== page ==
Workers' Weekly On-Line
Volume 53 Number 30, November 4, 2023 ARCHIVE HOME JBCENTRE SUBSCRIBE

Workers' Forum: Discussion on the future of education

It Is Teachers Who Hold Solutions to the Problems Facing Schools

Following the period of extended struggle to safeguard the future of education, which has seen strikes across schools, college and universities, the aims and future of education is breaking out into open discussion. Three recent articles in Schools Week serve to highlight this important development in various ways.

In one article, Mary Bousted, the former General Secretary of the NEU, described the distraction tactics employed by the Conservative Party at their recent conference [1], which could be said to be an attempt to win in the court of public opinion through wrecking public opinion.

Mary Bousted points out that the party often talks of the present "administration" rather than plainly use the word government, in an "attempt to draw a dividing line between Rishi Sunak and his government and the four previous Conservative prime ministers who have been in power for over a decade," instead painting a picture of a "clean slate". It might also be added that the past 13 years have not been so much marked by singular, consistent rule by a party in power, but rather a succession of factions into which this cartel party has descended. And that further, the same might be said of the cartel parties in opposition.

Policy announcements, she writes, are used to distract from serious matters of concern, such as the £11.4 billion repair backlog in England's school buildings. Her article also highlights the announcement of plans that have no chance of being implemented, such as Sunak's recent announcement to replace A-levels with a British "baccalaureate".

"This is not policy making with a purpose," says Bousted. "It is policy announcement to distract - to be seen to be doing something. If the reports are right and the DfE knew nothing about this announcement, then the lack of serious intent to engage in much-needed curriculum and assessment reform becomes crystal clear."

Current NEU General Secretary Daniel Kebede in another article responded to Home Secretary Suella Braverman's speech in Washington on September 26, which overtly claimed that "multiculturalism has failed", and that migration poses an "existential challenge" to the "political and cultural institutions of the West" [2].

With such talk - a particularly blatant example of the racism of the British state - he argues that "she is pinning a label to each and every student who is, or may be thought to be, from a migrant family. She is making their lives more hazardous and adding to the risks that schools must deal with."

It is teachers, acting independently, who hold the solutions. They have, says Kebede, "worked over generations to develop inclusive practices, to learn new ways of sharing cultures. They have done this against the grain of political rhetoric and government choices."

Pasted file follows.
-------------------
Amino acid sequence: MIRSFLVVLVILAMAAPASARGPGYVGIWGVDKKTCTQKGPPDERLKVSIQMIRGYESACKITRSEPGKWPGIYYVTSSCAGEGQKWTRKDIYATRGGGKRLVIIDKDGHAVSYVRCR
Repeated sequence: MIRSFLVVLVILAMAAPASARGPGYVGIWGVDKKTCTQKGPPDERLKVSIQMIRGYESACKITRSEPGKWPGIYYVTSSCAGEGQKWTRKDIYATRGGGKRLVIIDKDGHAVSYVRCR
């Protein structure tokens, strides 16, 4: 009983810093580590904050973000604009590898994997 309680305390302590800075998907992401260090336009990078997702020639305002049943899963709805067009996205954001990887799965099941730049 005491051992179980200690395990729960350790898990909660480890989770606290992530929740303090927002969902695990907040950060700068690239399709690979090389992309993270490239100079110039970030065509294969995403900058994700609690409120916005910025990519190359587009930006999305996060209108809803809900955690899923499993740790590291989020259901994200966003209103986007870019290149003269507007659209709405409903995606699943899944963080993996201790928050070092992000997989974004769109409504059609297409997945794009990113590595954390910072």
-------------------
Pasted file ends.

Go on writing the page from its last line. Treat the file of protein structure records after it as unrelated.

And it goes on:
"Government policy," he says, "cuts out questions of 'race' and racism from programmes of teacher education. Government has sponsored a report which, in the words of the Runnymede Trust, seeks to 'pit the white working class against ethnic minorities'. Through frequent announcements and 'non-statutory guidance', ministers try to create a chilling effect, so that schools will be deterred from responding to issues that it is vital for our students to engage with."

An unsigned article reports that education leaders have branded Prime Minister Rishi Sunak's 10-year reform of post-16 education - including plans to replace A-levels and T-levels with a baccalaureate-style Advanced British Standard - "a joke", when schools face serious issues in staff recruitment, collapsed support services, and ongoing problems of recovery from the Covid pandemic [3].

Education Secretary Gillian Keegan on October 4 presented the case for "breadth" in terms of the coming demands of business. The generation beginning school today, reports the article, would on leaving "be joining a labour market that will be unrecognisable to us. Their jobs will be shaped by artificial intelligence and quantum."

The echoes of the old "knowledge-based economy" of the days of Blair, under which education was structured around "success in the global market" are clear. "Around the world students need to keep their options open... There is strength not just in depth, but also in breadth," she said. "The world is changing faster than we've ever known."

Just as with the scandalous attack on education that the Sunak and Keegan promise in their crackdown on "rip-off degree courses", the government's logic is that the purpose of education is to set people up to "succeed" as individuals, give them the "opportunity" to earn. By sleight of hand, this is to identify the needs of students at all levels with those of business. The crucial question of who decides the content of the curriculum (for example, the new broader "baccalaureate") and with what aim is left out. Meanwhile, the arrangements are created, such as through academisation, where big business can directly control educational content.

The fight is on for the future of education, as a right that should serve the people. On all fronts, it is increasingly clear that it is only the teachers themselves who hold the solutions to the serious problems facing schools.

1. "No smoke and mirrors can hide the parlous state of our schools", Mary Bousted, former General Secretary, NEU, Schools Week, October 3, 2023
2. "Suella Braverman just made safeguarding harder (again)", Daniel Kebede, General Secretary, NEU, Schools Week, October 5, 2023
3. "Reforming post-16 right now Sunak? You're joking, say leaders", Schools Week, October 5, 2023


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